Skip to main content

View Diary: Krugman: "The Urge to Purge" (62 comments)

Comment Preferences

  •  You purge bubbles when they are small. (3+ / 0-)
    Recommended by:
    BYw, RichM, bsegel

    This is one fundamental idea in Keynes' General Theory of Employment, Interest and Money from 1936. Small bubbles, when identified and appropriately deflated do not pose a great risk to the overall economy. Large bubbles, such as that of real estate and certain types of stocks, deflate on their own often with a chaotic and destructive fashion.

    But then, identify a bubble. Then identify what is a natural market for a commodity like real estate. When the distinction can be made between the two and, appropriately, price floors and ceilings, then bubbles can be identified and popped. This is a central issue of government as a regulatory entity that does not entertain a profit motive.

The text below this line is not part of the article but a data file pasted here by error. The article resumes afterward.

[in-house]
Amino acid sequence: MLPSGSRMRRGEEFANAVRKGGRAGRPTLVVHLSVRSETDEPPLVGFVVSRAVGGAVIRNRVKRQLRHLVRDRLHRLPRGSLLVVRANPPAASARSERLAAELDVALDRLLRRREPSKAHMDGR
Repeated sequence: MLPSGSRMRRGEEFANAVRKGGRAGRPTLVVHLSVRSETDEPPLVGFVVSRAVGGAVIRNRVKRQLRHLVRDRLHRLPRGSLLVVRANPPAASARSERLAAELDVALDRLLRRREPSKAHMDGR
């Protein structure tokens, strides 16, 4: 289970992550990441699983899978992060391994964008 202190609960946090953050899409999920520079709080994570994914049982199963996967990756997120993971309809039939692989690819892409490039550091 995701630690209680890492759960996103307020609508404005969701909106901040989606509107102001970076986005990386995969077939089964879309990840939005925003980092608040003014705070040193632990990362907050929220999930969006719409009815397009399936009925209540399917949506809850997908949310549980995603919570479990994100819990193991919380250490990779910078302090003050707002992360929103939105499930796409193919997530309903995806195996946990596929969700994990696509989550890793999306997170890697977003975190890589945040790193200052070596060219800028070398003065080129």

•  There was a Federal Reserve (0+ / 0-)

      chairman (Martin?) that said that his job was to pull the punch bowl (cheap money) away as soon as the party started to get going.

      •  William McChesney Martin, Jr. (0+ / 0-)

        The Time Magazine quote:

        A stubborn, honest and puritanically forthright man, Martin liked to explain that the Reserve Board’s unpopular actions arose out of its necessary role of “leaning against the wind.” He said: “I’m the fellow who takes away the punch bowl just when the party is getting good.” (Martin is a teetotaler.) Above all, he defended the integrity of the U.S. dollar at home and abroad, though he and the board lacked the power to do the job effectively alone.
        He was Chairman of the Federal Reserve from 1950 to 1970.

Subscribe or Donate to support Daily Kos.

Click here for the mobile view of the site